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'Death of commuting will see car sales decline continue'

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A senior economist warned that with reduced commuting times likely for most of us in 2021, an immediate recovery in car sales is unlikely

A senior economist warned that with reduced commuting times likely for most of us in 2021, an immediate recovery in car sales is unlikely

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A senior economist warned that with reduced commuting times likely for most of us in 2021, an immediate recovery in car sales is unlikely

There were 30% fewer cars sold here in 2020 compared to the year before as the economy and consumer spending took a hit during the pandemic.

A senior economist warned that with reduced commuting times likely for most of us in 2021, an immediate recovery in car sales is unlikely.

According to the Society of Motor Manufacturers and Traders (SMMT), 36,191 new cars were registered here in 2020, down from 5,152.

Declines in other UK nations were at a similar level, the SMMT figures show.

The Ford Focus was Northern Ireland's most popular choice of new car, with 1025 sold - closely followed by the Volkswagen Golf.

The Ford Fiesta, Hyundai Tuscon and Nissan Qasqai completed the top five bestsellers here.

The Vauxhall Corsa was 2020's top seller in Scotland and Wales, while England's number one set of wheels was the Ford Fiesta.

Ulster Bank chief economist Richard Ramsey said it had been a year to forget for car dealers here, with over 15,300 fewer cars sold.

It was the fifth year of decline in a row - the worst performance since at least 2002 and nearly 50% below the peak of 2007, Mr Ramsey said.

He added: "2021 is set to be a challenging year for the economy with unemployment set to soar in the summer following the expiry of the furlough scheme in the spring.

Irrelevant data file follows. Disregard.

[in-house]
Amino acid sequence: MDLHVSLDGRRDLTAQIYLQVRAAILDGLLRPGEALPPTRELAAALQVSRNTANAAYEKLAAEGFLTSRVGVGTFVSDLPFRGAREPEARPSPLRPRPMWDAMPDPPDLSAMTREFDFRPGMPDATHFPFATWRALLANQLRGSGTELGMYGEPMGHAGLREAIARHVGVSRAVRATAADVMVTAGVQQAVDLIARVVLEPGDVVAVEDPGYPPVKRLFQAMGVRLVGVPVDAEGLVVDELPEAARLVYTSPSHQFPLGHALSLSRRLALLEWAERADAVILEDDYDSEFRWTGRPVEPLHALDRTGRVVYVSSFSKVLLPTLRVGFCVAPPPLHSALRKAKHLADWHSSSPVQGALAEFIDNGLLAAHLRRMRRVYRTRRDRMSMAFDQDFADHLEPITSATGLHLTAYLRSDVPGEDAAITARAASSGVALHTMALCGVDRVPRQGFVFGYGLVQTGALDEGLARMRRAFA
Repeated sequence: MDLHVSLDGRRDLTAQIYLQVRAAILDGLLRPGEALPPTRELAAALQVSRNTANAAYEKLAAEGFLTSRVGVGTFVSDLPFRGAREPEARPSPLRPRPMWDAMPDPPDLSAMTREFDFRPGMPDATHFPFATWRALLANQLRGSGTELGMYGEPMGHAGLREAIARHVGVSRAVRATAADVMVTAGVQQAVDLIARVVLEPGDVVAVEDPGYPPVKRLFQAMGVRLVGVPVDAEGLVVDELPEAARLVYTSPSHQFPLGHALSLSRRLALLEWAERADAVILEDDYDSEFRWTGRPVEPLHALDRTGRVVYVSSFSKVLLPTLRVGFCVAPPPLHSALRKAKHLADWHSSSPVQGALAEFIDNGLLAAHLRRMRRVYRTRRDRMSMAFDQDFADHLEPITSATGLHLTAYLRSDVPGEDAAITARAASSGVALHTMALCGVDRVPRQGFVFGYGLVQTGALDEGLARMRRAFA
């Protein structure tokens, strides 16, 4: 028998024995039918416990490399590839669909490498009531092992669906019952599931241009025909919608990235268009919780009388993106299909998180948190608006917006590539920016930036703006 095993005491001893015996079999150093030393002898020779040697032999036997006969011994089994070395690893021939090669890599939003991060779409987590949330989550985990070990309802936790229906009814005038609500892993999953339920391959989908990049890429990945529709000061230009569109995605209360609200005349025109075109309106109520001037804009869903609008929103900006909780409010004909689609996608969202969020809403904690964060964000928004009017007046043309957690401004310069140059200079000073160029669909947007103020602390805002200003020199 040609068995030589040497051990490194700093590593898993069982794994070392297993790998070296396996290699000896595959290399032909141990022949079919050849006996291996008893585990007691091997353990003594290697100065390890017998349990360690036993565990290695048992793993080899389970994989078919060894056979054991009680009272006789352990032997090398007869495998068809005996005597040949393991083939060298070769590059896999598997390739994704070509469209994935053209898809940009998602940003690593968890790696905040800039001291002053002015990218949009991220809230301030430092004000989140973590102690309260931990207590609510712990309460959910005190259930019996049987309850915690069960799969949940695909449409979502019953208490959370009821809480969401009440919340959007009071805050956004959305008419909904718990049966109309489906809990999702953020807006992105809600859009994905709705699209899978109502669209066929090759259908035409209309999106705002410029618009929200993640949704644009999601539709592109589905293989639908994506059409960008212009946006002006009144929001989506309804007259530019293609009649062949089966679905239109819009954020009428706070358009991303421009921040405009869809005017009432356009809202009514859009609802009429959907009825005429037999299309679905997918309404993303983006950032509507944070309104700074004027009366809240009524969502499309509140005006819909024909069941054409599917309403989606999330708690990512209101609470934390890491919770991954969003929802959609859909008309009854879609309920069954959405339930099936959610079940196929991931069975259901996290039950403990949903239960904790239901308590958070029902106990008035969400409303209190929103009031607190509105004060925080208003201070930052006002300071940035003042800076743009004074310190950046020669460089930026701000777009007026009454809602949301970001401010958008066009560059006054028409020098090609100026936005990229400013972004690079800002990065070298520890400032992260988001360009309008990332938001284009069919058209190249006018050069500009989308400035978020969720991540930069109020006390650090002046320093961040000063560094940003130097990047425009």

While many households have increased their savings over the last nine months it remains to be seen whether purchasing a new set of wheels is the priority it once was.

Consumer behaviours have been impacted by the pandemic and this will influence their spending."

Mr Ramsey said the new era of working from home which took off during the pandemic's first wave, had killed the commute for many.

He predicted that workers would adopt hybrid working, split between home and office - which would bring a reduced commute.

"Both these scenarios will impact on households' driving patterns and motoring needs. Equally, public transport may be shunned with consumers preferring to travel in their own private 'bubbles'," he said.

But he said the UK's decline in car sales had been the worst since the Second World War.

"2020 has been a year of record rates of decline on a number fronts, not least within the car industry. Brexit and lockdowns were two headwinds for the sector that dampened demand.

"New UK car sales slumped by 29% last year, which represented the steepest annual fall since World War II (1943) with sales volumes plumbing their lowest level since 1992.

"2020 marked the fourth consecutive year of declining car sales in the UK with a cumulative decline of 40% (1.1 million cars) since 2016's peak."

But he added that electric vehicle sales did provide a bright spot as drivers adopted more environmentally-friendly cars.

Battery electric vehicles and plug-in hybrid electric vehicles saw sales soar by 186% and 91% respectively last year.

"As a result, electric vehicles now account for one in 10 of all new car sales, up from one in 30 in 2019."

Mike Hawes, SMMT chief executive, said 2020 would be regarded as a "lost year" for the industry. "However, with the rollout of vaccines and clarity over our new relationship with the EU, we must make 2021 a year of recovery."

Belfast Telegraph


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